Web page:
Upset Apple Inc. user that was very excited back in 2013 or whenever that was.
 

Steve

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Staff member
Feb 1, 2019
166
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www.grc.com
Can we also get access to the Beta versions of SpinRite and the associated doodads here? I've just gotten lost trying to get access elsewhere, and I used to use NewsGroups a lot.
In a word, Yes. Once we have a release that's stable enough for wider pre-release, it will be announced and made available for general release here. Users will need to have either their current SpinRite serial number — available in the SpinRite UI, or their original purchase transaction number from their receipt, if they have it. Either of those will identify the user as a currently-valid SpinRite v6 owner, which will enable them to download their own upgrade at any time.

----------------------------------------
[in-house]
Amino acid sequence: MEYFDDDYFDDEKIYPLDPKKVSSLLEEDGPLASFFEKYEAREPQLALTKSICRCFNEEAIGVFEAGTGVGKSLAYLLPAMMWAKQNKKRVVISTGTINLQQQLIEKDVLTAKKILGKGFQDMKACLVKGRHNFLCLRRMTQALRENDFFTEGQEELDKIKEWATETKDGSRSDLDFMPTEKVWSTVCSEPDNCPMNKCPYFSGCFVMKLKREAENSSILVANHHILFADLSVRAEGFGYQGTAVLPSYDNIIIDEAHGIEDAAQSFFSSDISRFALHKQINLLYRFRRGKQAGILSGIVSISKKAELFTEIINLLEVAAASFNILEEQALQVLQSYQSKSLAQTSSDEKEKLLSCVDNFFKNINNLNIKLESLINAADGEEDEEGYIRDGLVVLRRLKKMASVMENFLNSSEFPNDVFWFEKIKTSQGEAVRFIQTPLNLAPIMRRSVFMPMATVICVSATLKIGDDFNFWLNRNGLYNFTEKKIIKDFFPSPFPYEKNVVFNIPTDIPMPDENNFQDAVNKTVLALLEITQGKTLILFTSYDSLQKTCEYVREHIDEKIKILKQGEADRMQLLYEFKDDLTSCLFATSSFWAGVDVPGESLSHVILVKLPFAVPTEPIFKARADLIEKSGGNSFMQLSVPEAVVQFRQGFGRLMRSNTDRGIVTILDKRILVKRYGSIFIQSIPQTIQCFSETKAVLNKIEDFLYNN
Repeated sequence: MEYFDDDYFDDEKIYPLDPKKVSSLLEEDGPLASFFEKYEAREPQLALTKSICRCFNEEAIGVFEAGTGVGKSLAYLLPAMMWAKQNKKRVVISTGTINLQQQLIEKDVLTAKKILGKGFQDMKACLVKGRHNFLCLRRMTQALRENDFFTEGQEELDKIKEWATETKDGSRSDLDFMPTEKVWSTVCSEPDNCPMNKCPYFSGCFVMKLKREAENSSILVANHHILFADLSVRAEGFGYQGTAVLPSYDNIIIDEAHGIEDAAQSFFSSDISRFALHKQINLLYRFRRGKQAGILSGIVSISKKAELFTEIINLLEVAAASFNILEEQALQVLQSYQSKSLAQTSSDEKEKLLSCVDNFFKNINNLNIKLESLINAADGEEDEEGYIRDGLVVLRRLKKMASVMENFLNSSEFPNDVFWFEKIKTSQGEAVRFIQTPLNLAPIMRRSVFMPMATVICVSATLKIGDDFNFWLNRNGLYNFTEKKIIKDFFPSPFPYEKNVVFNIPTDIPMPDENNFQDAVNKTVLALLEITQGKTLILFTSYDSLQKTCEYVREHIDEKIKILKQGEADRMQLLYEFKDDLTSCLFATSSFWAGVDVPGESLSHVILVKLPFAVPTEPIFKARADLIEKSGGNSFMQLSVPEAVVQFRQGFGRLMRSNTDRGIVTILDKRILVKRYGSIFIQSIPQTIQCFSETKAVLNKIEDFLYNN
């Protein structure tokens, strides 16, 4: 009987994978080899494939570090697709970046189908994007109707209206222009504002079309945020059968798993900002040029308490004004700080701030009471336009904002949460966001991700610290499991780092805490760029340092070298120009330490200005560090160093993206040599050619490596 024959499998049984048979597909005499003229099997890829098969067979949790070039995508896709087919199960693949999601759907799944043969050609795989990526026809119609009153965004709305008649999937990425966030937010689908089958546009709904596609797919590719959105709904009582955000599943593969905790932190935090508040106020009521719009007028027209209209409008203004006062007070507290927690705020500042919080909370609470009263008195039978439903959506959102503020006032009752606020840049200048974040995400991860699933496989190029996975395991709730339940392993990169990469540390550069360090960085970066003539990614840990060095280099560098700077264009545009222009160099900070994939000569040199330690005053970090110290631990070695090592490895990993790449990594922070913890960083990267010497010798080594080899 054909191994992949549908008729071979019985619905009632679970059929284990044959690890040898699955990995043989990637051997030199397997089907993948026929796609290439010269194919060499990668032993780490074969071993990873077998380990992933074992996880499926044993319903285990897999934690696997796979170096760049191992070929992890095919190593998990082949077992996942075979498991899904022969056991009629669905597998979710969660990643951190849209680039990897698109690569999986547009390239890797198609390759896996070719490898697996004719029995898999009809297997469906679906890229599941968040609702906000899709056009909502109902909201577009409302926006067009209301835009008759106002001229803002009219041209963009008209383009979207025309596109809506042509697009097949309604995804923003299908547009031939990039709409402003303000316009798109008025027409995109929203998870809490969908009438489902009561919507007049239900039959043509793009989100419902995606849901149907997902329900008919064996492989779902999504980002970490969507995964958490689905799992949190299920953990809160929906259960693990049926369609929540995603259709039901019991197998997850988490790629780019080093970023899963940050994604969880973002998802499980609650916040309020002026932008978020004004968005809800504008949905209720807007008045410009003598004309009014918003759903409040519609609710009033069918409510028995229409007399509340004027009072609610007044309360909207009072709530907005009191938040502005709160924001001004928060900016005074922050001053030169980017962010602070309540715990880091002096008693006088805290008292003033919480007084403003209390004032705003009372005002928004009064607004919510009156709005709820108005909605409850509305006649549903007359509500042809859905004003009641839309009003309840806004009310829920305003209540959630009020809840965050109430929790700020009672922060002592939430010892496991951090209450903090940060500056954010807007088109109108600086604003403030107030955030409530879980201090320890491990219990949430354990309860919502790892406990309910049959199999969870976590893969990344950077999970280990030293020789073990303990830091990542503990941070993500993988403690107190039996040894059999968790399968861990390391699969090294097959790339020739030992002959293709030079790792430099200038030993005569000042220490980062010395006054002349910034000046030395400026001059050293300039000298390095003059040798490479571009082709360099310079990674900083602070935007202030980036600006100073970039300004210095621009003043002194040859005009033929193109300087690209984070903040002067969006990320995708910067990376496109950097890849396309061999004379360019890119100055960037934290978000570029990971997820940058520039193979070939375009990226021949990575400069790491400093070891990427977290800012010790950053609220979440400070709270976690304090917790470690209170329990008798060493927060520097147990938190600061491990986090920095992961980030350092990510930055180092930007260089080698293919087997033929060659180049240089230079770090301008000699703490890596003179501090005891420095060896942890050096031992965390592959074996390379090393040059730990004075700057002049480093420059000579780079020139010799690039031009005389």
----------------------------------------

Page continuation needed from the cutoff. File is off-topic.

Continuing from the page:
crusader27529

New member
Sep 18, 2020
1
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Sneads Ferry, NC
Absolute speed to run spinrite on large drives isn't always important, as many home users just use it to fix/refresh their cache of drives, and use externally mounted drives on a test setup. The time for verification of a drive thus doesn't impact much, as it's not like that the drive being recovered affects a production system.